The activation of GPR81 subsequently inhibits lipolysis and β-oxidation and, as recently demonstrated, increases the mRNA expression levels of genes critical for lactate metabolism . These metabolic changes may partially influence cancer cell survival. However, increased lactate levels could act as a signal to activate its specific receptor, not as a metabolic fuel. In current study, the loss of GPR81 in MCF7 cells led to a loss of viability and increased apoptosis in vitro and in vivo. One well-established pathway, the PI3K/Akt pathway, mediates pro-survival signals in various types of cancers . In particular, Akt is involved in the inhibition of apoptosis via the phosphorylation of pro-apoptotic molecules, e.g., Bad or caspase-9, or the modulation of transcription factors, such as c-Raf . At the molecular level, constitutive Akt activation (phosphor-Akt) was suppressed, and PARP cleavage and caspase-9 activity were increased in MCF7-shGPR81 cells, indicating an apoptotic signature. GPR81 knockdown-induced apoptosis was reversed, in part, by treatment with a pan-caspase inhibitor (Supplementary Figure S4). Thus, PI3K/Akt inhibition-induced caspase-dependent apoptosis appears to comprise a key factor in the GPR81-mediated cell survival pathway.
Angiogenesis, the process of neo-vessels formation, has a key role in breast cancer growth and progression . Angiogenic switch, the shift in the balance between proangiogenic and antiangiogenic factors in favor of pro-angiogenesis, applies to almost types of solid tumors [36, 37]. Here, we found that AREG is a critical factor in GPCR-induced angiogenesis. AREG is a ligand of EGFR  that plays a central role in mammary gland development and branching morphogenesis in organs . AREG plays a central role in numerous physiological and pathological processes, especially in cancer progression and development . Here, we showed that GPR81 signaling enhanced angiogenesis via the induction of several genes involved in angiogenesis including AREG in vitro and in vivo. Furthermore, we demonstrated cancer-derived AREG partially promoted breast cancer growth and migration via an autocrine AREG/EGFR signaling pathway (Supplementary Figures S7). These findings suggested that GPR81 signaling-induced AREG promoted tumor cells to switch to an angiogenic phenotype, thereby leading to tumor progression in an autocrine/paracrine manner.
Our results also revealed the molecular mechanisms that underlie GPR81-induced angiogenesis. CREB plays important roles in the development of malignant phenotypes, and its aberrant activation has been demonstrated in various cancer cell types . Numerous proangiogenic genes, such as VEGF and endothelin-1, are transcriptionally regulated by the CREB pathway [42, 43]. We demonstrated that GPR81 activation promoted CREB phosphorylation in MCF7 cells, which is essential for the translocation of active CREB to the nucleus. Furthermore, blocking CREB activation completely abrogated the GPR81 signaling-induced production of AREG and angiogenesis. CREB activation is mediated by several upstream signaling pathways . cAMP-dependent protein kinase phosphorylated CREB is a well-known signaling pathway; however, GPR81 activation did not change the concentration of cAMP in our cell system (data not shown). In contrast, our data suggested the PI3K/Akt pathway was indeed activated by GPR81. The suppression of PI3K/Akt signaling abrogated the GPR81-induced effects on CREB activation and subsequently inhibited AREG expression and angiogenesis. These data support that the PI3K/Akt-CREB pathway contributes to the tumor-associated angiogenesis mediated by aberrant GPCR signaling in tumor microenvironment.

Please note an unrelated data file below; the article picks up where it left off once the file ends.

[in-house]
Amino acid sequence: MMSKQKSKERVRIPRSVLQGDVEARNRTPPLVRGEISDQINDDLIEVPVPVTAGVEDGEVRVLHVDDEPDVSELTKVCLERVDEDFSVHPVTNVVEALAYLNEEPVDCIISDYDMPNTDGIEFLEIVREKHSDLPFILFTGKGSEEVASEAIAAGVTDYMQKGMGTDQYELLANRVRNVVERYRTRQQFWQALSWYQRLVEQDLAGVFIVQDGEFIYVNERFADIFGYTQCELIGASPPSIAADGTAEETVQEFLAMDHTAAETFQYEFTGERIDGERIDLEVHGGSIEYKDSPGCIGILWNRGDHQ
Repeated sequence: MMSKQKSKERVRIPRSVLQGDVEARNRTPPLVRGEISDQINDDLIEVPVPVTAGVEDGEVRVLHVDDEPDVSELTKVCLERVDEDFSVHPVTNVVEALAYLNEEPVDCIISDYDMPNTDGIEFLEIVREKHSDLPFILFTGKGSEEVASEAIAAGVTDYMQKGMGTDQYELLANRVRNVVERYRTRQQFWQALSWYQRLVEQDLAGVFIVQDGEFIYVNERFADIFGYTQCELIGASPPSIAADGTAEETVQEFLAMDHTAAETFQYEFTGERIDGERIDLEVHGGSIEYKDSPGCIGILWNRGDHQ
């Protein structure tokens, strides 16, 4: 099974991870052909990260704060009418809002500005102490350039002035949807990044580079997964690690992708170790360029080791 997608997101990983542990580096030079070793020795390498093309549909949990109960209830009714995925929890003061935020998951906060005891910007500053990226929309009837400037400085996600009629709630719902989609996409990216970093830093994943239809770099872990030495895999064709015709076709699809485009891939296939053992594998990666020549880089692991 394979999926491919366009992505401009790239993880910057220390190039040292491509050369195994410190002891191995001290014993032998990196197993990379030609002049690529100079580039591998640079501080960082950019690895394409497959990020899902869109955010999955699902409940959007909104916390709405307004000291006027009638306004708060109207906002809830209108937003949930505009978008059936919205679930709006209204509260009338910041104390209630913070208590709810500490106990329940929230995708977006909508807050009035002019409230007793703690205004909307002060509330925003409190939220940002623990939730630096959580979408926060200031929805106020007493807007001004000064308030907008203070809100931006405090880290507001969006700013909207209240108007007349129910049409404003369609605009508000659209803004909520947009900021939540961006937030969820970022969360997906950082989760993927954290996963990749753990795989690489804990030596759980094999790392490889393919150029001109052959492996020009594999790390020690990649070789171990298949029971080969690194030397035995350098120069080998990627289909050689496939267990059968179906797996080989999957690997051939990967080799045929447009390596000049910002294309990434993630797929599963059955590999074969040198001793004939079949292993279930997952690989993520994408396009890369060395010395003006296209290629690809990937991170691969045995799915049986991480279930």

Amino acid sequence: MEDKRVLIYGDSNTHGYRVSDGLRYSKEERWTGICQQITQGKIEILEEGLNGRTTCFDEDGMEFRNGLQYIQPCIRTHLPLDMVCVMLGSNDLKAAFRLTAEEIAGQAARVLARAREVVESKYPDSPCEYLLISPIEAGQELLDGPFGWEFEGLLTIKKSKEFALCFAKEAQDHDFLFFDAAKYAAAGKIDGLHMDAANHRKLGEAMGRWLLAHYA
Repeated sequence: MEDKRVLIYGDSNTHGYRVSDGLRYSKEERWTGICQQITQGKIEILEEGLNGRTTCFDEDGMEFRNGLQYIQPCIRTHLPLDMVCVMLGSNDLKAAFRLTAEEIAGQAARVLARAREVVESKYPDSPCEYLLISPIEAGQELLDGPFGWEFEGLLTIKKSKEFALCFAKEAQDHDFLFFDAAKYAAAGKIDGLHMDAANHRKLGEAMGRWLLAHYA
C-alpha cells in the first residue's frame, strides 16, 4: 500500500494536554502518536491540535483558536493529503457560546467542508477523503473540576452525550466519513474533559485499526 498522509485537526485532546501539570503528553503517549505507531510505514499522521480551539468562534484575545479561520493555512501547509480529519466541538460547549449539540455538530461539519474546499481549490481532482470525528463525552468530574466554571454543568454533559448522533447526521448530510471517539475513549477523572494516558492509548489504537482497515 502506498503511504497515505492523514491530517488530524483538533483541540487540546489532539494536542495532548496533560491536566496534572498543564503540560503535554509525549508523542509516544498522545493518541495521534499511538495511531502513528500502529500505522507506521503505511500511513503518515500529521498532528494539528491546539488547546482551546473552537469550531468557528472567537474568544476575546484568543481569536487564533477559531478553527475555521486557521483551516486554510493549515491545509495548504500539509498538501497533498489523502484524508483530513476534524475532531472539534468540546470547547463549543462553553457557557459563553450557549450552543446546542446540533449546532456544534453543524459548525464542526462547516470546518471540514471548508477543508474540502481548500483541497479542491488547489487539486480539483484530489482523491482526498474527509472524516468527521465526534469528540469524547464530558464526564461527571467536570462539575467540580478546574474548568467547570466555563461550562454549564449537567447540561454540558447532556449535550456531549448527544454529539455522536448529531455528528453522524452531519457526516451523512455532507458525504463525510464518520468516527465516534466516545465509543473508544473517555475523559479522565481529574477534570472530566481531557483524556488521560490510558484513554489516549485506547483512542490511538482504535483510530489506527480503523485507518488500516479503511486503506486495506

In conclusion, our current results show that GPR81 functions as a tumor-promoting receptor that senses extracellular lactate in human breast cancer. GPR81 signaling activation promotes cell survival and angiogenesis, mainly by stimulating Akt activation and proangiogenic factor production, respectively. Therefore, our findings provide extended mechanistic clues that contribute to a better understanding of both the physiological roles of GPR81 and its potential as an alternative anti-angiogenic therapeutic target in cancer.
The breast cancer cell lines MCF7, T47D, MDA-MB-231, SK-BR-3, MDA-MB-453, MDA-MB-468, Hs578T and MCF10A were acquired from the American Type Culture Collection (ATCC, Manassas, VA, USA), where they are regularly authenticated. The cell lines were grown at 37°C in 5% CO2. Hs578T, MDA-MB-231, MDA-MB-453, MDA-MB-468, and SK-BR-3 cells were maintained in DMEM (Lonza, Basel, Switzerland) containing 10% fetal bovine serum (FBS, Gibco BRL, Grand Island, NY, USA), penicillin (100 units/ml; Gibco) and streptomycin (100 units/ml, Gibco). MCF7 and T47D cells were cultured in RPMI 1640 (Lonza), 10% FBS, penicillin (100 units/ml) and streptomycin (100 units/ml). MCF10A cells were cultured in DMEM/F12 media (1:1) (Invitrogen, Grand Island, NY, USA) supplemented with 5% horse serum (Gibco), 10 μg/ml bovine insulin (Sigma-Aldrich, St. Louis, MO, USA), 20 ng/ml epidermal growth factor (EGF; Sigma), 0.5 μg/ml hydrocortisone (Sigma), 0.1 μg/ml cholera toxin (Sigma), penicillin (100 units/ml), and streptomycin (100 units/ml). Human umbilical vein endothelial cells (HUVECs; Lonza) were maintained in Lonza EGM-MV (normal growth medium) at 37°C in 5% CO2. The cells were maintained in culture plates and used in assays between cell passages 3 and 8.
The primary tumors analyzed in this study were obtained from the Seoul National University College of Medicine in compliance with the policies and practices of the SNU Internal Review Board. Tumor-adjacent normal breast tissue from 20 patients undergoing breast reduction surgery and benign or aggressive breast tissue samples from 60 patients were collected at the SNU hospital. Immediately after biopsy, the tissue samples were frozen in liquid nitrogen and stored at −70°C until use.